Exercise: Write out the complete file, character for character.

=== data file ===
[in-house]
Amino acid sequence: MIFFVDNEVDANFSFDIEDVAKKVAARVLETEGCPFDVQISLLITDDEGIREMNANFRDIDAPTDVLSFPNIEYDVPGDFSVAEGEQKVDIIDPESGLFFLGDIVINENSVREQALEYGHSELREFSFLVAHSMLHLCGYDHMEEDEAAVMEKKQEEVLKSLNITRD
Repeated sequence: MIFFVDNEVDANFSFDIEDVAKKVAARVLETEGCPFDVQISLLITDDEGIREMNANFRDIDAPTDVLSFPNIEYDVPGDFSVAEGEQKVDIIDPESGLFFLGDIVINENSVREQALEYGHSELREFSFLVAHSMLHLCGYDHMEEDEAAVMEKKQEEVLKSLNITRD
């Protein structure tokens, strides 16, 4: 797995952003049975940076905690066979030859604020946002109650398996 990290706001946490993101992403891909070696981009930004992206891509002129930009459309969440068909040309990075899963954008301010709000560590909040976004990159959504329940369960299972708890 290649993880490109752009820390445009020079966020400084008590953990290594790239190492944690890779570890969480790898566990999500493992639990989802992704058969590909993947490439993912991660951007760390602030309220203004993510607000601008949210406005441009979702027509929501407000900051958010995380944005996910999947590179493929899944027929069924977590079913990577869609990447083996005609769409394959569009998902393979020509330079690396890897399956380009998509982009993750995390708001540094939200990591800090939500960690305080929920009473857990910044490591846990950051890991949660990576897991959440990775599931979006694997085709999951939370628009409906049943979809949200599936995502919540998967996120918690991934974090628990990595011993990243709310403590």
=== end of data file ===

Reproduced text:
[in-house]
Amino acid sequence: MIFFVDNEVDANFSFDIEDVAKKVAARVLETEGCPFDVQISLLITDDEGIREMNANFRDIDAPTDVLSFPNIEYDVPGDFSVAEGEQKVDIIDPESGLFFLGDIVINENSVREQALEYGHSELREFSFLVAHSMLHLCGYDHMEEDEAAVMEKKQEEVLKSLNITRD
Repeated sequence: MIFFVDNEVDANFSFDIEDVAKKVAARVLETEGCPFDVQISLLITDDEGIREMNANFRDIDAPTDVLSFPNIEYDVPGDFSVAEGEQKVDIIDPESGLFFLGDIVINENSVREQALEYGHSELREFSFLVAHSMLHLCGYDHMEEDEAAVMEKKQEEVLKSLNITRD
């Protein structure tokens, strides 16, 4: 797995952003049975940076905690066979030859604020946002109650398996 990290706001946490993101992403891909070696981009930004992206891509002129930009459309969440068909040309990075899963954008301010709000560590909040976004990159959504329940369960299972708890 290649993880490109752009820390445009020079966020400084008590953990290594790239190492944690890779570890969480790898566990999500493992639990989802992704058969590909993947490439993912991660951007760390602030309220203004993510607000601008949210406005441009979702027509929501407000900051958010995380944005996910999947590179493929899944027929069924977590079913990577869609990447083996005609769409394959569009998902393979020509330079690396890897399956380009998509982009993750995390708001540094939200990591800090939500960690305080929920009473857990910044490591846990950051890991949660990576897991959440990775599931979006694997085709999951939370628009409906049943979809949200599936995502919540998967996120918690991934974090628990990595011993990243709310403590």